Planted trees and scattered memorials for Afghan War vets
By Muriel Draaisma, CBC News, November 9, 2010
On Nov. 1, 2010, the family of a fallen Canadian soldier gathered near a large black granite maple leaf on the eastern edge of a sprawling army base northwest of Ottawa.
It was 10 a.m. The sky was clear and the names of all 152 Canadian soldiers killed in Afghanistan were visible, etched into the granite monument for all to see.
"May the sacrifice of these warriors never be forgotten," the Afghanistan Memorial Monument at CFB Petawawa reads in English and French.
The family of Sean David Greenfield attended a ceremony at the circular courtyard that contains the monument, an imposing structure that weighs five metric tonnes. They were there to plant a tree in his name.
Greenfield, 25, a former sapper, was killed Jan. 31, 2009 by an improvised explosive device west of Kandahar City.
He was the 108th Canadian soldier to die in Afghanistan but his name was chosen for the first tree because his family was the first to express interest in having one planted.
The tree was planted in what is called Memorial Forest, a grassy area that extends from the monument along a cement walkway.
Both the monument and forest are located in an area called Memorial Park, a quiet corner of a busy base on the banks of the Ottawa River, about two hours by car from the nation's capital.
Although Canadian military operations in Afghanistan are not yet over, memorials to honour those soldiers killed during the mission have been created in a handful of places across the country.
Most are made of stone. But there are also trees, lakes and an Inukshuk.
"These people have volunteered for their country and lost their lives," says Lt.-Col. Keith Rudderham, base commander of CFB Petawawa. "We can never repay them and we owe them a huge debt.
"The only thing we can do, which is what those of us in uniform have promised to do, is to remember them."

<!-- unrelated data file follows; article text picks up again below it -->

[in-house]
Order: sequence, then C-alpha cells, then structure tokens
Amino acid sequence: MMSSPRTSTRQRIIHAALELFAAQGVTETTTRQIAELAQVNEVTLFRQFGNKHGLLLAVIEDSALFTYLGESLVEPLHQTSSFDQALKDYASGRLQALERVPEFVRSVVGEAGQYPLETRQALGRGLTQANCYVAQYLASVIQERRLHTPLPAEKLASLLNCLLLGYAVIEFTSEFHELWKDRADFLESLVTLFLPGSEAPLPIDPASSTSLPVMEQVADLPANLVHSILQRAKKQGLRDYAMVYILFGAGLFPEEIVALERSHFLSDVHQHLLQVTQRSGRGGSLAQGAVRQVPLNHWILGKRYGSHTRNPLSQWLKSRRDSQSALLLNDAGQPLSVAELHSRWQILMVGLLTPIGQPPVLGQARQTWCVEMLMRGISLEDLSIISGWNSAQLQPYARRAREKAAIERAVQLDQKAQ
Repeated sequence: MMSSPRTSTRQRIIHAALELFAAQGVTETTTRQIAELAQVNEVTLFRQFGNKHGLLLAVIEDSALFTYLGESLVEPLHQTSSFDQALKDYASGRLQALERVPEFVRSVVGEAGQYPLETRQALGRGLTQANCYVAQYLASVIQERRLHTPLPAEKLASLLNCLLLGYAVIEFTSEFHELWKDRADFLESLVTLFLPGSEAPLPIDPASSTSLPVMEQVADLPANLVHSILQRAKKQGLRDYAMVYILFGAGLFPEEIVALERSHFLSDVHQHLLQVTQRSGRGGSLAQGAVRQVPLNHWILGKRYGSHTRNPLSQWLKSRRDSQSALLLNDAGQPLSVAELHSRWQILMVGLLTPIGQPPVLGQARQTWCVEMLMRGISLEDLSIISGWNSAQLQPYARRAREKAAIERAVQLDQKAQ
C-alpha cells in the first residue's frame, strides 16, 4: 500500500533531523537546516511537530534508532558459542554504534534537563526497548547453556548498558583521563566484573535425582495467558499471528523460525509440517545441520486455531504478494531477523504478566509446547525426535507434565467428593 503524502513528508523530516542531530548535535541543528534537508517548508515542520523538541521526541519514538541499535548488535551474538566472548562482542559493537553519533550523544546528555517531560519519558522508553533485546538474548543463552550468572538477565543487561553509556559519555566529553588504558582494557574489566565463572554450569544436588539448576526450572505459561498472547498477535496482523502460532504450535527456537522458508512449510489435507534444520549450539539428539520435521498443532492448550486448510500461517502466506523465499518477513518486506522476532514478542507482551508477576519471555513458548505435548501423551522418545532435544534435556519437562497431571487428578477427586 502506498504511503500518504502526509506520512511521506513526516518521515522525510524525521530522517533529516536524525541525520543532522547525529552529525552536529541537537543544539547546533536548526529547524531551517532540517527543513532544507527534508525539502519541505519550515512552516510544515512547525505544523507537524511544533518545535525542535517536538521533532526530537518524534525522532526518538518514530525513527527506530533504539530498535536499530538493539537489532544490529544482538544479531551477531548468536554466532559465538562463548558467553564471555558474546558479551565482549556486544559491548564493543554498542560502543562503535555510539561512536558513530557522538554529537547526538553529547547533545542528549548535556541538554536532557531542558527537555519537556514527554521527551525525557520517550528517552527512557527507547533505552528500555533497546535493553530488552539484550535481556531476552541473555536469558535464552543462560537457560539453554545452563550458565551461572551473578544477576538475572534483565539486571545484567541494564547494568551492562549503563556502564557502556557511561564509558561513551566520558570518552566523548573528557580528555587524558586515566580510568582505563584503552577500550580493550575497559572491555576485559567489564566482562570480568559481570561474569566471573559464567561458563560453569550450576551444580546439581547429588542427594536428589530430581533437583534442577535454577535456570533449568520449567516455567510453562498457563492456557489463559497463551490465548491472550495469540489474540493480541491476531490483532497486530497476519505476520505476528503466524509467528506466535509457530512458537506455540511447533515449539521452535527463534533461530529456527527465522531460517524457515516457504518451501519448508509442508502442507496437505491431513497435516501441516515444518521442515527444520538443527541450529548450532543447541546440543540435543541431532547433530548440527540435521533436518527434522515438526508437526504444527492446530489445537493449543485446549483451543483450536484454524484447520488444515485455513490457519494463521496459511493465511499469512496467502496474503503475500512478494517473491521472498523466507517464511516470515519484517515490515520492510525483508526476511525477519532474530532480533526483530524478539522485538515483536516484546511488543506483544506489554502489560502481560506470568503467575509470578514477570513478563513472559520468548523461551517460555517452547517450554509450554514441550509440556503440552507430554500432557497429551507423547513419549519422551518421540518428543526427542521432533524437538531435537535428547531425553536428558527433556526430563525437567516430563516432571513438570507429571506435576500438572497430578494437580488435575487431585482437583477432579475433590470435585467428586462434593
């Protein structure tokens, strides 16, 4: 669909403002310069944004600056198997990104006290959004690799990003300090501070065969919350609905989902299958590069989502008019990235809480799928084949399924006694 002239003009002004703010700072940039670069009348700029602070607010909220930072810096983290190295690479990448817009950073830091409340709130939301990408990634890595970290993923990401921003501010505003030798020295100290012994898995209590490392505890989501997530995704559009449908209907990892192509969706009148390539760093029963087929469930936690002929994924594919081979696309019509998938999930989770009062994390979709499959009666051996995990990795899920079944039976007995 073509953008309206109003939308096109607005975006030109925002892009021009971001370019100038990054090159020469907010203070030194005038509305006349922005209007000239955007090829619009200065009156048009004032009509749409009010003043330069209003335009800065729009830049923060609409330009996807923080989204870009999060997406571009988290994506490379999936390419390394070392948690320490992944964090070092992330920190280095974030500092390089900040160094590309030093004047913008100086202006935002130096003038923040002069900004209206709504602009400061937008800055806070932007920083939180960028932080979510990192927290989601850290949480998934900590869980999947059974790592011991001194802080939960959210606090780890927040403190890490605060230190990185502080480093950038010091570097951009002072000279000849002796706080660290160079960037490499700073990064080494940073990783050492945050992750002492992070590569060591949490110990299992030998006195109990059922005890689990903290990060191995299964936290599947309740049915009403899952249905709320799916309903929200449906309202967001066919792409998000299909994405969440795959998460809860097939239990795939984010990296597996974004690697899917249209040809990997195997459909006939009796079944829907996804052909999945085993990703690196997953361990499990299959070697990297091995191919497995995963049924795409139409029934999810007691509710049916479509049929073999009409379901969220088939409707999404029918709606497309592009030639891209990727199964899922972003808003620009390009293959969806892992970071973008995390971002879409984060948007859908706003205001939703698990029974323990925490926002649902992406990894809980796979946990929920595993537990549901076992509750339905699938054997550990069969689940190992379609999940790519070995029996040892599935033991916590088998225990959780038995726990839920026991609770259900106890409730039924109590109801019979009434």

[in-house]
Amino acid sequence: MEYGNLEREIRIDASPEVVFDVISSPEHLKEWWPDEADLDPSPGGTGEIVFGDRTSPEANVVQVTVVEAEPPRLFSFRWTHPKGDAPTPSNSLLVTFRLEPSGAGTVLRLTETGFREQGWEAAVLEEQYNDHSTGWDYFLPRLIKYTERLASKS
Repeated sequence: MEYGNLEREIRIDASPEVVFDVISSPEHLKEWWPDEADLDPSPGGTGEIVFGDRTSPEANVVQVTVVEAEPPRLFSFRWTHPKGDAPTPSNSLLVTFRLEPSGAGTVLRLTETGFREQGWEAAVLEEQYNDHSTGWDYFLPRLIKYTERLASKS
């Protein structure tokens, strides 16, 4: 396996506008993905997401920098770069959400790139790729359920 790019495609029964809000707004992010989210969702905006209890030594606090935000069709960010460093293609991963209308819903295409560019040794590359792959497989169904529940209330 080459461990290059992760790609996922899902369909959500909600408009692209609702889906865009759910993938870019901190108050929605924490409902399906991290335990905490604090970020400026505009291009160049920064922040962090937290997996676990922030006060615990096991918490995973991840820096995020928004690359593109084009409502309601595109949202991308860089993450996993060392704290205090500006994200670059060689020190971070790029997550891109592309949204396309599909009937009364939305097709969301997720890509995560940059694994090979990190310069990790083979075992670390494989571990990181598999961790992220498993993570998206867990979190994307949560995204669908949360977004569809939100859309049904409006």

Canadian soldiers have been involved in Afghanistan since 2002 and Rudderham says he believes memorials are being created in different locales to honour the sacrifice and because communities do not want to make the families wait.
At this point, there are at least two military memorials overseas for Canadians killed in Afghanistan but outside of the forces they may not be widely known.
In the Canadian section of Kandahar Airfield, a memorial made of white and black granite marks the fallen.
On it, a photograph of the soldier is etched, with his or her name, rank, unit and age.
The memorial is kept clean of dust everyday and, in October 2009, images of U.S. soldiers who fought and died here under Canadian command were added.
Inside the airfield's boardwalk area there is another memorial, an Inukshuk composed of rock slabs gathered from the Kandahar area.
It is dedicated to the memory of Canadian and coalition soldiers killed in Afghanistan and was built by members of the Princess Patricia's Canadian Light Infantry, which is based at CFB Edmonton.
A third memorial, with descriptions of the fallen, was located at Camp Mirage in the United Arab Emirates. But that base has now been closed, as of Nov. 3, 2010.
In Canada, meanwhile, memorials for Canadian soldiers killed in Afghanistan have largely been community efforts.
A Royal Canadian Legion branch in Fredericton unveiled a stone memorial on Oct. 18, 2009 as did an Indo-Canadian community group in Richmond Hill, north of Toronto, on Oct. 2, 2010. It is located at the Canadian Museum of Hindu Civilization.
In Quebec City, a private radio station, CHOI FM, and its listeners contributed to a stone memorial that was unveiled on Oct. 29, 2010.
In Manitoba, the provincial government named four lakes southeast of Thompson after four soldiers from the province who were killed in Afghanistan: Pte. Lane Watkins, 20; Cpl. James Arnal, 25; Cpl. Michael Seggie, 21; and Greenfield, who was born in Pinawa.